Ticketmaster unveils an audio ticket that will end queuing at gigs and festivals

The experience of being snaked around metal barriers, waiting excitedly with ticket in hand, to enter music venues and festivals could be over thanks to a new technology that admits gig-goers by listening for a discrete digital audio signal broadcast from a smartphone.

The new e-ticketing system, called Presence, is the result of a collaboration between Ticketmaster and Lisnr, a data-over-audio company that has pioneered using ultrasonic sound technology it calls “smart tones” to transmit information between devices.

Using the new tech, rather than having to scan each individual ticket, all it would take to get into an event would be for gig-goers to take out their phone and open the Presence app, which would then broadcast ticketing data.

Microphones installed at the event would then listen for the audio signals emitted by the app at between 18.75 kHz and 19.2 kHz, and you’re in.

Images courtesy of Lisnr

“We used identity as our North Star — our guiding light to develop a product that makes each individual fan experience the greatest it could be,” said Justin Burleigh, EVP of product at Ticketmaster.

“This means using identity to drive customized experiences based on who you are and where you are, eliminating fraud, resulting in a safer environment, and delivering more personalization based on the specific event you’re attending.”

Although, other Lisnr’s tech is by no means the first paperless ticketing system, with QR codes being the main alternative. The company say alternative technologies are expensive as they require more infrastructure in venues to work.

Lisnr-powered tickets also have the added benefit of being tethered to specific people’s mobile device, meaning venues will always know who is at a gig.

Aside from the security benefits, this will give Ticketmaster another tool to help crackdown on ticketing fraud and help police to resale market.

Future plans for Lisnr’s technology include allowing attendees to buy items in venues using their smart tone tickets, and it could also be used to enable venues to send proximity-based messaging to attendees, which could mean artists engaging with fans or venues using the tech to sell goods and merchandise.

However, Lisnr’s ambitions reach beyond the ticketing industry, and the tech has recently been used by Jaguar Land Rover in a test that replaced keys with a mobile phone that could alert the car of a particular drivers’ presence.

When the car detected the personalised signal it would unlock and adjust the seat settings.

US wants to use the Moon as a petrol station

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Stronger in old age: Stem cell research paves way for muscle-building medication

It could in the future be possible to take medication that will allow you to build muscle, even when you are in old age.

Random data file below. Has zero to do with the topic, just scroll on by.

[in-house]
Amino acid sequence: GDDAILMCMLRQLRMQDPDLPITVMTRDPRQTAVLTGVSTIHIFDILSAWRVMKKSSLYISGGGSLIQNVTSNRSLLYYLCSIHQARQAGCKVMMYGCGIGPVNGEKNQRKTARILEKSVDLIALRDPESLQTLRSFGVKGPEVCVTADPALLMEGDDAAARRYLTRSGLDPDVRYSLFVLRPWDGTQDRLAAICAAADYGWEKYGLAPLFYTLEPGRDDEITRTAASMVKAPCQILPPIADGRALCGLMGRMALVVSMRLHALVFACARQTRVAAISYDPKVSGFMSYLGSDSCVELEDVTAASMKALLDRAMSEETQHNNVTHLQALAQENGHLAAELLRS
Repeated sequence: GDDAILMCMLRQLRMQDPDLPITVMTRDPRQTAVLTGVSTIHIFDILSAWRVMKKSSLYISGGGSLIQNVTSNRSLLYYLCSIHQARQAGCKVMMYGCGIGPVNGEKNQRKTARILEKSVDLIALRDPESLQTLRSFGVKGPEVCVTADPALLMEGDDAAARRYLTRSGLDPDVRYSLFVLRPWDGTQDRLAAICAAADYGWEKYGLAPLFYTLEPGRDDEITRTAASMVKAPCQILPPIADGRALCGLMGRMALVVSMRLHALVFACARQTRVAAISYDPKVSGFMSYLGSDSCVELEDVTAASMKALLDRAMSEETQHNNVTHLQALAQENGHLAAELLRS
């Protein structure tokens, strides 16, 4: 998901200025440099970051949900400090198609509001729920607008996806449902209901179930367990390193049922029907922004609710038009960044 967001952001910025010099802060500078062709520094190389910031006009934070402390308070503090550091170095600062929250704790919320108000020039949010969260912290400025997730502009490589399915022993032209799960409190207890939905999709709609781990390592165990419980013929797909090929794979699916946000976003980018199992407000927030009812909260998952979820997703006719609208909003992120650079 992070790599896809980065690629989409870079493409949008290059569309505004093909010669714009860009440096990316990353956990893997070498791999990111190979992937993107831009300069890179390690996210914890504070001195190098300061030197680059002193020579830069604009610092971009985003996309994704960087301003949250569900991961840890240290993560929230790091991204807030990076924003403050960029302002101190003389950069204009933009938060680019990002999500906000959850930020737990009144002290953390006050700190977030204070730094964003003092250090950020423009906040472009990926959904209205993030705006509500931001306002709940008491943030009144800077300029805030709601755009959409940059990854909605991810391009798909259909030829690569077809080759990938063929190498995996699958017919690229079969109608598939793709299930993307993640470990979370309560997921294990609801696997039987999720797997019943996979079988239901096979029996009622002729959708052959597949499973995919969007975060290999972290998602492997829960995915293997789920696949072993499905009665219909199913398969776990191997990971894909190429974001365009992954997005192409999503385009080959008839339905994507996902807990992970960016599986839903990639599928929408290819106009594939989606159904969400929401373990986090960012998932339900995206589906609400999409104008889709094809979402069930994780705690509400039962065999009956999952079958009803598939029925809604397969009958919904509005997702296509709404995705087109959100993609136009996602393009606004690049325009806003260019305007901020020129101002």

This is due to the findings of research at the Karolinska Institutet in Sweden, which found that large, and wholly unexpected, amounts of mutations in muscle stem cells blocks their ability to regenerate cells.

“What is most surprising is the high number of mutations. We have seen how a healthy 70-year-old has accumulated more than 1,000 mutations in each stem cell in the muscle, and that these mutations are not random but there are certain regions that are better protected,” said Maria Eriksson, professor at the Department of Biosciences and Nutrition at Karolinska Institutet.

With this knowledge, researchers could develop therapies that would encourage such regeneration, and so allow older people to rebuild lost muscle.

“We can demonstrate that this protection diminishes the older you become, indicating an impairment in the cell’s capacity to repair their DNA. And this is something we should be able to influence with new drugs,” explained Eriksson.

The landmark research, which is published today in the journal Nature Communications, involved the use of single stem cells, which were cultivated to provide enough DNA for whole genome sequencing – a medical first for this part of the body.

“We achieved this in the skeletal muscle tissue, which is absolutely unique. We have also found that there is very little overlap of mutations, despite the cells being located close to each other, representing an extremely complex mutational burden,” said study first author Irene Franco, a postdoc in Eriksson’s research group.

While a significant step, the research is now being expanded to look at whether exercise affects the number of mutations – a potentially vital factor in understand why and how these mutations occur.

“We aim to discover whether it is possible to individually influence the burden of mutations. Our results may be beneficial for the development of exercise programmes, particularly those designed for an ageing population,” said Eriksson.

The research is one of a host of projects being conducted across the world that have potential impacts on ageing, an area that was long ignored by much of the scientific community, but is now garnering increased support.

If many – or even a fair minority – of these findings eventually become the basis of therapeutics, it could be transformative for old age in the future, allowing people to remain healthier for far later in life and potentially even leading to longer life expectancies.